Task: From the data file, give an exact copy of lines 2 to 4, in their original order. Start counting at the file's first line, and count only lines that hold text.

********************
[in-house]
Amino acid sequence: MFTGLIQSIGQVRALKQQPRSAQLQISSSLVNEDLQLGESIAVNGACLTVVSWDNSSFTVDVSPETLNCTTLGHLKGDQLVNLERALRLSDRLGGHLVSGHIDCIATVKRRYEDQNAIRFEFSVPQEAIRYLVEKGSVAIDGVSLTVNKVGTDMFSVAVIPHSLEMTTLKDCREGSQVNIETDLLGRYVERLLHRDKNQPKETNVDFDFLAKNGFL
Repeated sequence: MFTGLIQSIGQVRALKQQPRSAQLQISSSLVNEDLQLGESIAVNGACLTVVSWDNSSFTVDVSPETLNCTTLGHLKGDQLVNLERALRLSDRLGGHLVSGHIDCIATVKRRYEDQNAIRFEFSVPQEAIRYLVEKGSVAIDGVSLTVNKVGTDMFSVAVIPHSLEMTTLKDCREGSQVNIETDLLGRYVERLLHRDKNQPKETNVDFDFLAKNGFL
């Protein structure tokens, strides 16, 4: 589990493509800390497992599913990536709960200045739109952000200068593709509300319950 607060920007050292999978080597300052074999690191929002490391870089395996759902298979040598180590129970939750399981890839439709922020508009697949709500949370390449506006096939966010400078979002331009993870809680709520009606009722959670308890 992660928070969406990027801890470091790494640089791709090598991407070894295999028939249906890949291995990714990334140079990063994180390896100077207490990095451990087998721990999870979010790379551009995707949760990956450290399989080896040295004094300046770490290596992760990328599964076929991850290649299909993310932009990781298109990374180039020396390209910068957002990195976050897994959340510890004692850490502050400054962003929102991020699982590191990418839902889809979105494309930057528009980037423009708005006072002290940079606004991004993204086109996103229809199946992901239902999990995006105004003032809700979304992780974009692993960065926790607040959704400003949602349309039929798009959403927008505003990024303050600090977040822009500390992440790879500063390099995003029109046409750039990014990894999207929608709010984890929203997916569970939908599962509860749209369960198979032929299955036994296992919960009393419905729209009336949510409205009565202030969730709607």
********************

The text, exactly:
Amino acid sequence: MFTGLIQSIGQVRALKQQPRSAQLQISSSLVNEDLQLGESIAVNGACLTVVSWDNSSFTVDVSPETLNCTTLGHLKGDQLVNLERALRLSDRLGGHLVSGHIDCIATVKRRYEDQNAIRFEFSVPQEAIRYLVEKGSVAIDGVSLTVNKVGTDMFSVAVIPHSLEMTTLKDCREGSQVNIETDLLGRYVERLLHRDKNQPKETNVDFDFLAKNGFL
Repeated sequence: MFTGLIQSIGQVRALKQQPRSAQLQISSSLVNEDLQLGESIAVNGACLTVVSWDNSSFTVDVSPETLNCTTLGHLKGDQLVNLERALRLSDRLGGHLVSGHIDCIATVKRRYEDQNAIRFEFSVPQEAIRYLVEKGSVAIDGVSLTVNKVGTDMFSVAVIPHSLEMTTLKDCREGSQVNIETDLLGRYVERLLHRDKNQPKETNVDFDFLAKNGFL
């Protein structure tokens, strides 16, 4: 589990493509800390497992599913990536709960200045739109952000200068593709509300319950 607060920007050292999978080597300052074999690191929002490391870089395996759902298979040598180590129970939750399981890839439709922020508009697949709500949370390449506006096939966010400078979002331009993870809680709520009606009722959670308890 992660928070969406990027801890470091790494640089791709090598991407070894295999028939249906890949291995990714990334140079990063994180390896100077207490990095451990087998721990999870979010790379551009995707949760990956450290399989080896040295004094300046770490290596992760990328599964076929991850290649299909993310932009990781298109990374180039020396390209910068957002990195976050897994959340510890004692850490502050400054962003929102991020699982590191990418839902889809979105494309930057528009980037423009708005006072002290940079606004991004993204086109996103229809199946992901239902999990995006105004003032809700979304992780974009692993960065926790607040959704400003949602349309039929798009959403927008505003990024303050600090977040822009500390992440790879500063390099995003029109046409750039990014990894999207929608709010984890929203997916569970939908599962509860749209369960198979032929299955036994296992919960009393419905729209009336949510409205009565202030969730709607």